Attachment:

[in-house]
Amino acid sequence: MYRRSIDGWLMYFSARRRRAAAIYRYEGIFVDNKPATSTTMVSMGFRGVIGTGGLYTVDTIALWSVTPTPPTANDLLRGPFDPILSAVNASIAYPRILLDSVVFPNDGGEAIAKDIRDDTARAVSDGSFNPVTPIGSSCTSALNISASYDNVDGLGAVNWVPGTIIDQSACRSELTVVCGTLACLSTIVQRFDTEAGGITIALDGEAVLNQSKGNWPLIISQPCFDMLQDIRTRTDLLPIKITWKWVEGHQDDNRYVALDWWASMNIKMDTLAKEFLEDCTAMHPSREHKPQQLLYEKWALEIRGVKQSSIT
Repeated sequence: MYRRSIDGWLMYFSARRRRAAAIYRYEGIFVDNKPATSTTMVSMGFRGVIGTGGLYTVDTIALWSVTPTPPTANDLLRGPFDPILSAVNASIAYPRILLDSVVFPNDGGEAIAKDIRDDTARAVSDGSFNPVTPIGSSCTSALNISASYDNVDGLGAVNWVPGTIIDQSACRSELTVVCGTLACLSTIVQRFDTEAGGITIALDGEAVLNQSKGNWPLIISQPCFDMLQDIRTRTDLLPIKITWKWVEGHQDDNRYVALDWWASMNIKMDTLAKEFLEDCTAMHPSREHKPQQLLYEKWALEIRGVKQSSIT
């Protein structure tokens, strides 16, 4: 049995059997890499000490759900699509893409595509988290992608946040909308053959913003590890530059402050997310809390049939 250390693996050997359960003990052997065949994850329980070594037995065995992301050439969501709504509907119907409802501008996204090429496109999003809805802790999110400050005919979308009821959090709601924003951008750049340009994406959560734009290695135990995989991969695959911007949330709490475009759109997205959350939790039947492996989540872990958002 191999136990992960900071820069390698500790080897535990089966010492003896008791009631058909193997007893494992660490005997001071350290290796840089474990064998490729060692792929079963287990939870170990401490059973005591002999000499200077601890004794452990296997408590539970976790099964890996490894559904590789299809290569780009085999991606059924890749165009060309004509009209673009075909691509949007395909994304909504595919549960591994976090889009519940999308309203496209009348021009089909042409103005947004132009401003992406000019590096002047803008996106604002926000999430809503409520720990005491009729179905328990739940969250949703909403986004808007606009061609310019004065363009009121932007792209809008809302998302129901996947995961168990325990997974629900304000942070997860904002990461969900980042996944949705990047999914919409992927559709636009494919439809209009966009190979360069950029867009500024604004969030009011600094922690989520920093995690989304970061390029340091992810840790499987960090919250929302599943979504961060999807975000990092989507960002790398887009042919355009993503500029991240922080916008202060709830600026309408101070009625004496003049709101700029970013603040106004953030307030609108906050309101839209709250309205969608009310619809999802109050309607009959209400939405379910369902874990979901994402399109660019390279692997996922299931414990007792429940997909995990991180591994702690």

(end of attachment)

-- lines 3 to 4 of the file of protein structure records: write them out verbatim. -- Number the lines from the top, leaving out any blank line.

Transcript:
Repeated sequence: MYRRSIDGWLMYFSARRRRAAAIYRYEGIFVDNKPATSTTMVSMGFRGVIGTGGLYTVDTIALWSVTPTPPTANDLLRGPFDPILSAVNASIAYPRILLDSVVFPNDGGEAIAKDIRDDTARAVSDGSFNPVTPIGSSCTSALNISASYDNVDGLGAVNWVPGTIIDQSACRSELTVVCGTLACLSTIVQRFDTEAGGITIALDGEAVLNQSKGNWPLIISQPCFDMLQDIRTRTDLLPIKITWKWVEGHQDDNRYVALDWWASMNIKMDTLAKEFLEDCTAMHPSREHKPQQLLYEKWALEIRGVKQSSIT
């Protein structure tokens, strides 16, 4: 049995059997890499000490759900699509893409595509988290992608946040909308053959913003590890530059402050997310809390049939 250390693996050997359960003990052997065949994850329980070594037995065995992301050439969501709504509907119907409802501008996204090429496109999003809805802790999110400050005919979308009821959090709601924003951008750049340009994406959560734009290695135990995989991969695959911007949330709490475009759109997205959350939790039947492996989540872990958002 191999136990992960900071820069390698500790080897535990089966010492003896008791009631058909193997007893494992660490005997001071350290290796840089474990064998490729060692792929079963287990939870170990401490059973005591002999000499200077601890004794452990296997408590539970976790099964890996490894559904590789299809290569780009085999991606059924890749165009060309004509009209673009075909691509949007395909994304909504595919549960591994976090889009519940999308309203496209009348021009089909042409103005947004132009401003992406000019590096002047803008996106604002926000999430809503409520720990005491009729179905328990739940969250949703909403986004808007606009061609310019004065363009009121932007792209809008809302998302129901996947995961168990325990997974629900304000942070997860904002990461969900980042996944949705990047999914919409992927559709636009494919439809209009966009190979360069950029867009500024604004969030009011600094922690989520920093995690989304970061390029340091992810840790499987960090919250929302599943979504961060999807975000990092989507960002790398887009042919355009993503500029991240922080916008202060709830600026309408101070009625004496003049709101700029970013603040106004953030307030609108906050309101839209709250309205969608009310619809999802109050309607009959209400939405379910369902874990979901994402399109660019390279692997996922299931414990007792429940997909995990991180591994702690």